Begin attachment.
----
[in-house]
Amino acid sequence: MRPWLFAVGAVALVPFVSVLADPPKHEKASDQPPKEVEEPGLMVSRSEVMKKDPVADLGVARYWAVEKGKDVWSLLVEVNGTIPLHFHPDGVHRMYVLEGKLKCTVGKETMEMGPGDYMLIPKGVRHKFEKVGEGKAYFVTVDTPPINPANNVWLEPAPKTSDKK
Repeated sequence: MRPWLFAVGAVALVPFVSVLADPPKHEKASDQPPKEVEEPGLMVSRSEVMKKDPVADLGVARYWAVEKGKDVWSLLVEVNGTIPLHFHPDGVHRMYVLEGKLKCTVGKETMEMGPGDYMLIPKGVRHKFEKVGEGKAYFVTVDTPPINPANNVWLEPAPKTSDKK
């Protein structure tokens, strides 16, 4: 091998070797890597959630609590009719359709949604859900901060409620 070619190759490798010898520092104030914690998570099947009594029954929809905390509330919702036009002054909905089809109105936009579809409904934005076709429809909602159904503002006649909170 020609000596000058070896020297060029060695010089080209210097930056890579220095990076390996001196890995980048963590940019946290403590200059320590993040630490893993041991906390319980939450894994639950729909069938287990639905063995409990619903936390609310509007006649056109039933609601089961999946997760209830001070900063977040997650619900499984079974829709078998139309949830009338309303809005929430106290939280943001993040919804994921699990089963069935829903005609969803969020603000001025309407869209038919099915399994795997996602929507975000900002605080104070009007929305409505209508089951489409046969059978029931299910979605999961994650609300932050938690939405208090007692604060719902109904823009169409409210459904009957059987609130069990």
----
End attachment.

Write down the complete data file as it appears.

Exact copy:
[in-house]
Amino acid sequence: MRPWLFAVGAVALVPFVSVLADPPKHEKASDQPPKEVEEPGLMVSRSEVMKKDPVADLGVARYWAVEKGKDVWSLLVEVNGTIPLHFHPDGVHRMYVLEGKLKCTVGKETMEMGPGDYMLIPKGVRHKFEKVGEGKAYFVTVDTPPINPANNVWLEPAPKTSDKK
Repeated sequence: MRPWLFAVGAVALVPFVSVLADPPKHEKASDQPPKEVEEPGLMVSRSEVMKKDPVADLGVARYWAVEKGKDVWSLLVEVNGTIPLHFHPDGVHRMYVLEGKLKCTVGKETMEMGPGDYMLIPKGVRHKFEKVGEGKAYFVTVDTPPINPANNVWLEPAPKTSDKK
């Protein structure tokens, strides 16, 4: 091998070797890597959630609590009719359709949604859900901060409620 070619190759490798010898520092104030914690998570099947009594029954929809905390509330919702036009002054909905089809109105936009579809409904934005076709429809909602159904503002006649909170 020609000596000058070896020297060029060695010089080209210097930056890579220095990076390996001196890995980048963590940019946290403590200059320590993040630490893993041991906390319980939450894994639950729909069938287990639905063995409990619903936390609310509007006649056109039933609601089961999946997760209830001070900063977040997650619900499984079974829709078998139309949830009338309303809005929430106290939280943001993040919804994921699990089963069935829903005609969803969020603000001025309407869209038919099915399994795997996602929507975000900002605080104070009007929305409505209508089951489409046969059978029931299910979605999961994650609300932050938690939405208090007692604060719902109904823009169409409210459904009957059987609130069990």